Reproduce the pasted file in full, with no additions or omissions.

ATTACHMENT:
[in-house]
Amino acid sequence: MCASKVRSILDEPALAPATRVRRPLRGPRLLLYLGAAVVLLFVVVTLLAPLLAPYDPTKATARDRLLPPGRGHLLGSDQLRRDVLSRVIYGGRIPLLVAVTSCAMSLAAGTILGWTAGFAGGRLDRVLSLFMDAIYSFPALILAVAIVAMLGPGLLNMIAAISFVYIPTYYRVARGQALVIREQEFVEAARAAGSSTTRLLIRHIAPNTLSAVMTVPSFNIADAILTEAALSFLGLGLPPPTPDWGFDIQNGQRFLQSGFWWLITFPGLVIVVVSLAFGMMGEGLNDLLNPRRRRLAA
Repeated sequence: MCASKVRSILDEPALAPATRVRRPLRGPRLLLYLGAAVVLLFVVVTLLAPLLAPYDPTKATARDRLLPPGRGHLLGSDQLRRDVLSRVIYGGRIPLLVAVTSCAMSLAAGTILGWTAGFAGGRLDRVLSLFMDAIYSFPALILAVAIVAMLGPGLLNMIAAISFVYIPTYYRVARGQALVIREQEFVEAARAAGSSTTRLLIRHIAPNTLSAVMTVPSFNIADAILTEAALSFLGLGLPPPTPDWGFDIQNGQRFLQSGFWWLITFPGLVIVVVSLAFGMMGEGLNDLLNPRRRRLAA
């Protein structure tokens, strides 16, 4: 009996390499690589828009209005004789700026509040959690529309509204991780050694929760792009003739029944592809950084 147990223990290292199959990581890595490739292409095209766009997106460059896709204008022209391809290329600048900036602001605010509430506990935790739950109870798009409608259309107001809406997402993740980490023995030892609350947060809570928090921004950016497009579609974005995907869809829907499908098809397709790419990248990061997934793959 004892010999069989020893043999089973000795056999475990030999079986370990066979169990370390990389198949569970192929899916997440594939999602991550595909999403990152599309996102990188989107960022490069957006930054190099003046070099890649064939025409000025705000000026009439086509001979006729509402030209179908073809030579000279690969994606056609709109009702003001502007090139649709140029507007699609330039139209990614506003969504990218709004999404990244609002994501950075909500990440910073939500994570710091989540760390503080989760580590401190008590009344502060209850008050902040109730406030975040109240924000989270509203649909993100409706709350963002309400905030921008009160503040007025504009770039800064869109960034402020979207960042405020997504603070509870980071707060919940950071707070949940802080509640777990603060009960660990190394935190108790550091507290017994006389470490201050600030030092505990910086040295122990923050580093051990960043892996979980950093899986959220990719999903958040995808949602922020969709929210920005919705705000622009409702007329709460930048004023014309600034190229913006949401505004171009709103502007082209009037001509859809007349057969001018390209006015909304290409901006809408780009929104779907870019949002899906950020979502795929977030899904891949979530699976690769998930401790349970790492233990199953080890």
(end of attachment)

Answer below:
[in-house]
Amino acid sequence: MCASKVRSILDEPALAPATRVRRPLRGPRLLLYLGAAVVLLFVVVTLLAPLLAPYDPTKATARDRLLPPGRGHLLGSDQLRRDVLSRVIYGGRIPLLVAVTSCAMSLAAGTILGWTAGFAGGRLDRVLSLFMDAIYSFPALILAVAIVAMLGPGLLNMIAAISFVYIPTYYRVARGQALVIREQEFVEAARAAGSSTTRLLIRHIAPNTLSAVMTVPSFNIADAILTEAALSFLGLGLPPPTPDWGFDIQNGQRFLQSGFWWLITFPGLVIVVVSLAFGMMGEGLNDLLNPRRRRLAA
Repeated sequence: MCASKVRSILDEPALAPATRVRRPLRGPRLLLYLGAAVVLLFVVVTLLAPLLAPYDPTKATARDRLLPPGRGHLLGSDQLRRDVLSRVIYGGRIPLLVAVTSCAMSLAAGTILGWTAGFAGGRLDRVLSLFMDAIYSFPALILAVAIVAMLGPGLLNMIAAISFVYIPTYYRVARGQALVIREQEFVEAARAAGSSTTRLLIRHIAPNTLSAVMTVPSFNIADAILTEAALSFLGLGLPPPTPDWGFDIQNGQRFLQSGFWWLITFPGLVIVVVSLAFGMMGEGLNDLLNPRRRRLAA
């Protein structure tokens, strides 16, 4: 009996390499690589828009209005004789700026509040959690529309509204991780050694929760792009003739029944592809950084 147990223990290292199959990581890595490739292409095209766009997106460059896709204008022209391809290329600048900036602001605010509430506990935790739950109870798009409608259309107001809406997402993740980490023995030892609350947060809570928090921004950016497009579609974005995907869809829907499908098809397709790419990248990061997934793959 004892010999069989020893043999089973000795056999475990030999079986370990066979169990370390990389198949569970192929899916997440594939999602991550595909999403990152599309996102990188989107960022490069957006930054190099003046070099890649064939025409000025705000000026009439086509001979006729509402030209179908073809030579000279690969994606056609709109009702003001502007090139649709140029507007699609330039139209990614506003969504990218709004999404990244609002994501950075909500990440910073939500994570710091989540760390503080989760580590401190008590009344502060209850008050902040109730406030975040109240924000989270509203649909993100409706709350963002309400905030921008009160503040007025504009770039800064869109960034402020979207960042405020997504603070509870980071707060919940950071707070949940802080509640777990603060009960660990190394935190108790550091507290017994006389470490201050600030030092505990910086040295122990923050580093051990960043892996979980950093899986959220990719999903958040995808949602922020969709929210920005919705705000622009409702007329709460930048004023014309600034190229913006949401505004171009709103502007082209009037001509859809007349057969001018390209006015909304290409901006809408780009929104779907870019949002899906950020979502795929977030899904891949979530699976690769998930401790349970790492233990199953080890």